Meet the team
Renee Harper introduces a Selkirk College Creative Writing student at EMLF 2018
The ad hoc committee that became the Kootenay Literary Society began meeting in 2008 with the aim of returning to Nelson a credit post-secondary program in writing, editing and publishing. This mandate was formerly part of the role of the Writing Studio (department) of Nelson’s Kootenay School of the Arts (KSA); the department was eliminated in 2002 as a consequence of provincial government cutbacks. The group’s membership includes the former co-directors of KSA’s Writing department, and KSA’s former executive director.
Also part of the group’s mission is to augment Nelson and area writers’ and readers’ access to Canadian authors and publishers, and to showcase area writers to local audiences. After some years of functioning as a network and information exchange, the group resolved to undertake the organization of a summer literary festival in Nelson, accompanied by the offering of credit writing-related courses, as a first step toward meeting the group’s goals. Since February of 2011 the Festival committee has met every two weeks; in August 2011 the group, now named the Kootenay Literary Society, was incorporated and officially registered as a B.C. nonprofit society.
Meet the Kootenay Literary Society board of directors:
Antonia Banyard has worked on both sides of the publishing desk as a writer and editor. She has been published in literary magazines and anthologies in Canada, the US, England, and Australia. She has degrees in writing from the University of Victoria and the University of Queensland. She has published books for children and adults, including the 2007 children’s nonfiction book Dangerous Crossings!, and her 2010 novel Never Going Back.
Anne DeGrace is a librarian (now retired), writer, editor, and incorrigible volunteer. She is the author of four traditionally published novels, several self-published regional books, and also writes for newspapers, magazines, and websites. In 2019 she founded a micro-publishing company, Ceriph Press. Work in community cultural development has been ongoing in various capacities for more than three decades. Among other roles, she was founding president of the Nelson Civic Theatre Society, which turned a defunct movie theatre into a successful social enterprise.
Renée Harper is a faculty member in the department of English and Creative Writing at Selkirk College, where she stokes courage and creativity in her students. Her literary work has appeared in Prism International, CV2, Room, WTF Magazine, The Trinity Review, aired on CBC Radio’s “A Verse to Summer” and on Kootenay Co-op Radio and has been long listed for the 2015 CBC Poetry Prize, short listed for the 2016 Prism International Poetry Prize and long listed for the 2017 Pacific Spirit Poetry Prize. She moonlights as a talented landscape painter.
Samara Nicoll has been EMLF’s contact with the consumer end of our literary world for several years, as manager of Otter Books in Nelson and now through her own brand-new independent bookstore “Notably,” launching this summer. Samara has her finger on the pulse of reader enthusiasm, certainly from her many years of a purveyor of literature and definitely as one of the most avid and prolific readers we know.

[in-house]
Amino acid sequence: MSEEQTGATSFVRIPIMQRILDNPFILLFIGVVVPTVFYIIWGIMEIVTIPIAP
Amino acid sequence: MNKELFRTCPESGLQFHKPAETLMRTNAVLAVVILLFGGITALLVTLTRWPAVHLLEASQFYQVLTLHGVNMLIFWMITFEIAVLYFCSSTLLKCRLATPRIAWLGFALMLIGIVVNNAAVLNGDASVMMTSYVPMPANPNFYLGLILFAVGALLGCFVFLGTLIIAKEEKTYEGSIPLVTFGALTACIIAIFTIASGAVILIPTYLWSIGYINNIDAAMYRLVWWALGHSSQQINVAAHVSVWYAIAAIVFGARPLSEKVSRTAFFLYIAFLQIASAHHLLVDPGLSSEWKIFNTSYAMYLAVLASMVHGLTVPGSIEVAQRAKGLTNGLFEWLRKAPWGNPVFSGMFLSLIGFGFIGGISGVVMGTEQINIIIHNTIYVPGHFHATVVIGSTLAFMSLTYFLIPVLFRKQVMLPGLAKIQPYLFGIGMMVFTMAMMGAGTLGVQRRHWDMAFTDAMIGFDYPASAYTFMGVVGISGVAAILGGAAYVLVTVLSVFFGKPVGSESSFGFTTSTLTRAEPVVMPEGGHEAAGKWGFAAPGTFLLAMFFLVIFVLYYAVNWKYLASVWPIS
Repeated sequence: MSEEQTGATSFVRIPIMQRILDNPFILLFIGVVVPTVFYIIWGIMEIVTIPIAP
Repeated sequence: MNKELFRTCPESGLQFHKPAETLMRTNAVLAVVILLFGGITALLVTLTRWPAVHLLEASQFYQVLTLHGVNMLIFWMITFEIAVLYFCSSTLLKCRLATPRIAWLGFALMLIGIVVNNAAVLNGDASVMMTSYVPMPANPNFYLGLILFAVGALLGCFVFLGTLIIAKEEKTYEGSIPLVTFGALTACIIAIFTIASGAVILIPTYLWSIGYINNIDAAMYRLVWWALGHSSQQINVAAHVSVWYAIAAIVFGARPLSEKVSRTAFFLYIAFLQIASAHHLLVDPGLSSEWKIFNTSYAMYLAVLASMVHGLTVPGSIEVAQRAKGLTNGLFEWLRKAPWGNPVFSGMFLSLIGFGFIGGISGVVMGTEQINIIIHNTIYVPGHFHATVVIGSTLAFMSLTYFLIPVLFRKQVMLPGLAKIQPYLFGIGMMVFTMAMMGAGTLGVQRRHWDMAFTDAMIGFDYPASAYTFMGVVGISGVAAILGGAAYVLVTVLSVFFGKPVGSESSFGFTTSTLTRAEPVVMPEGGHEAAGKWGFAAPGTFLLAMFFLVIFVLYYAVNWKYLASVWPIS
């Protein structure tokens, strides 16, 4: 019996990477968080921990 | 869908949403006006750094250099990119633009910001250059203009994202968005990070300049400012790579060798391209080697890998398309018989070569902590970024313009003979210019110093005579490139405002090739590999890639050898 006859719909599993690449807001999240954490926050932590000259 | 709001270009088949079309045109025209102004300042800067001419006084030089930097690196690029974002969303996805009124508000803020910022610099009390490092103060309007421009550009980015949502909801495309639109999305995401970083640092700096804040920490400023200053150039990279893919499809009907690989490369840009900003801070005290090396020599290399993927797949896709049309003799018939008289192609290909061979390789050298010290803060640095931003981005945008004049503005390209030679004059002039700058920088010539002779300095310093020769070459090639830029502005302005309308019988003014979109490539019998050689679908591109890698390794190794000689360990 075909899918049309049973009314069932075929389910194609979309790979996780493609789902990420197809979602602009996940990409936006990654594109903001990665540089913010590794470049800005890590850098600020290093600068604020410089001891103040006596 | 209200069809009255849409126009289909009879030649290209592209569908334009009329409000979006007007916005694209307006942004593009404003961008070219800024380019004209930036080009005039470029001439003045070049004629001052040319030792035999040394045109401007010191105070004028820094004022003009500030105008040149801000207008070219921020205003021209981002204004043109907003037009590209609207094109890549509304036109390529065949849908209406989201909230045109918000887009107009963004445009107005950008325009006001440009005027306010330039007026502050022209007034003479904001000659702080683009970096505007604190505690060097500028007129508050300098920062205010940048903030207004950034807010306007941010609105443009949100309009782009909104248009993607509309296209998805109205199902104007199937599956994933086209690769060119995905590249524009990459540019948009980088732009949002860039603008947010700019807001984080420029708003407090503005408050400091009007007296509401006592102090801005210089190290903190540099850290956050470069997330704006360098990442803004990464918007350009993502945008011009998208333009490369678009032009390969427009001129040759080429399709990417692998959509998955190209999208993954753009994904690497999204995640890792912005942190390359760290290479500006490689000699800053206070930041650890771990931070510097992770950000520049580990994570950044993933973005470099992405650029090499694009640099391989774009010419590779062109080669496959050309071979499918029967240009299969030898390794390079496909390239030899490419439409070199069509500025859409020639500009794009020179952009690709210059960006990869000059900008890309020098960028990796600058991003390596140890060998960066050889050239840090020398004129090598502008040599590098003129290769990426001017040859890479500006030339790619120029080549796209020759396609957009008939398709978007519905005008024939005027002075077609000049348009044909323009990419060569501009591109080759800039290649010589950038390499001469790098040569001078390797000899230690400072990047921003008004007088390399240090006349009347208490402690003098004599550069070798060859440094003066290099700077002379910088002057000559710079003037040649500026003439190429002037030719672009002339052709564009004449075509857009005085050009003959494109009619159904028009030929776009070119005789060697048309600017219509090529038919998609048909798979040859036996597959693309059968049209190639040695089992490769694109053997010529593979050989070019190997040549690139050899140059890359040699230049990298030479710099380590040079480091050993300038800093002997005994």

Verna Relkoff is an author and editor. From 1991 – 2002 she was a director of Kootenay School of the Arts (KSA) Writing Studio, and was a KSA founding board member. She has been a member of organizing committees for (among other literary events) Terrain festival, Nelson, August 1996, and From Eh to Zee, Student Writers’ Weekend, Nelson, March 1998. Most recently she was a principal of Mint Literary Agency.
Avi Silberstein is the author of the 2014 novel The Human Solutions (Skyhorse Publishing), which celebrated author Carmen Aguirre described as “gripping, disturbing, darkly funny, and impossible to put down. The writing is taut and spare, creating a sharply etched portrait of 1980s Chile. Triumphant.” He is the Children’s Librarian at the Nelson Public Library, where he tells stories to young folks while continuing to write compelling tales for older readers, with a number of literary projects in development.
As a career nutritionist, Judy Toews penned three non-fiction books about healthy living (Key Porter Books). Now, Judy’s fascination with forensics and training in science come in handy in her second career as a crime fiction writer. Her first novel, Give Out Creek (Mosaic Press, 2018) was shortlisted for the 2016 Arthur Ellis Award by the Crime Writers of Canada. She writes under the pen name J.G. Toews.
Tom Wayman is the author of more than 20 books of poetry, fiction, and nonfiction. His 2012 poetry collection Dirty Snow won the Acorn-Plantos award; his 2015 collection of short fiction, The Shadows We Mistake for Love, won the 2016 Diamond Foundation Prize for Fiction (Western Canada Jewish Book Awards). He formerly taught widely in the B.C. community college system, including Nelson’s Kootenay School of the Arts, and his stints as writer-in-residence include the University of Windsor, University of Alberta, University of Toronto. He taught English and writing at the University of Calgary 2002-2010.
EMLF EXECUTIVE director:
Robyn Lamb comes to us with a wealth of experience in theatre, music, and working in leadership positions in arts nonprofits. She’s a born-and-raised Nelsonite, who, like so many, went away to make her mark in the world and returned to her roots to add new spark to Nelson’s arts and cultural sector. When she’s not teaching music she’ll be working to make EMLF shine.